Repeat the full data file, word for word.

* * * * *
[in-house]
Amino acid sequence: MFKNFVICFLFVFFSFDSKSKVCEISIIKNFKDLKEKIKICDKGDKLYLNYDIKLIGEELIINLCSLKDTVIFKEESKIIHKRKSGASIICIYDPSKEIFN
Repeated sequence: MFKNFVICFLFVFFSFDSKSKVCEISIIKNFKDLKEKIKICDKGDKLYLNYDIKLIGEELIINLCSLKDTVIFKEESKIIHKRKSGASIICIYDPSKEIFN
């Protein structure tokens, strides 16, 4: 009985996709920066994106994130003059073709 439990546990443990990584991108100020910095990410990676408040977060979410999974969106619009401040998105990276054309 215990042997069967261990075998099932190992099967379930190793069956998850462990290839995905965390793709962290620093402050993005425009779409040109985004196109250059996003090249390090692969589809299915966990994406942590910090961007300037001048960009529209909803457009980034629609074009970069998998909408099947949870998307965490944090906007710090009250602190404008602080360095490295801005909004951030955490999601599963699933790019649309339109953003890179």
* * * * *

[in-house]
Amino acid sequence: MFKNFVICFLFVFFSFDSKSKVCEISIIKNFKDLKEKIKICDKGDKLYLNYDIKLIGEELIINLCSLKDTVIFKEESKIIHKRKSGASIICIYDPSKEIFN
Repeated sequence: MFKNFVICFLFVFFSFDSKSKVCEISIIKNFKDLKEKIKICDKGDKLYLNYDIKLIGEELIINLCSLKDTVIFKEESKIIHKRKSGASIICIYDPSKEIFN
């Protein structure tokens, strides 16, 4: 009985996709920066994106994130003059073709 439990546990443990990584991108100020910095990410990676408040977060979410999974969106619009401040998105990276054309 215990042997069967261990075998099932190992099967379930190793069956998850462990290839995905965390793709962290620093402050993005425009779409040109985004196109250059996003090249390090692969589809299915966990994406942590910090961007300037001048960009529209909803457009980034629609074009970069998998909408099947949870998307965490944090906007710090009250602190404008602080360095490295801005909004951030955490999601599963699933790019649309339109953003890179």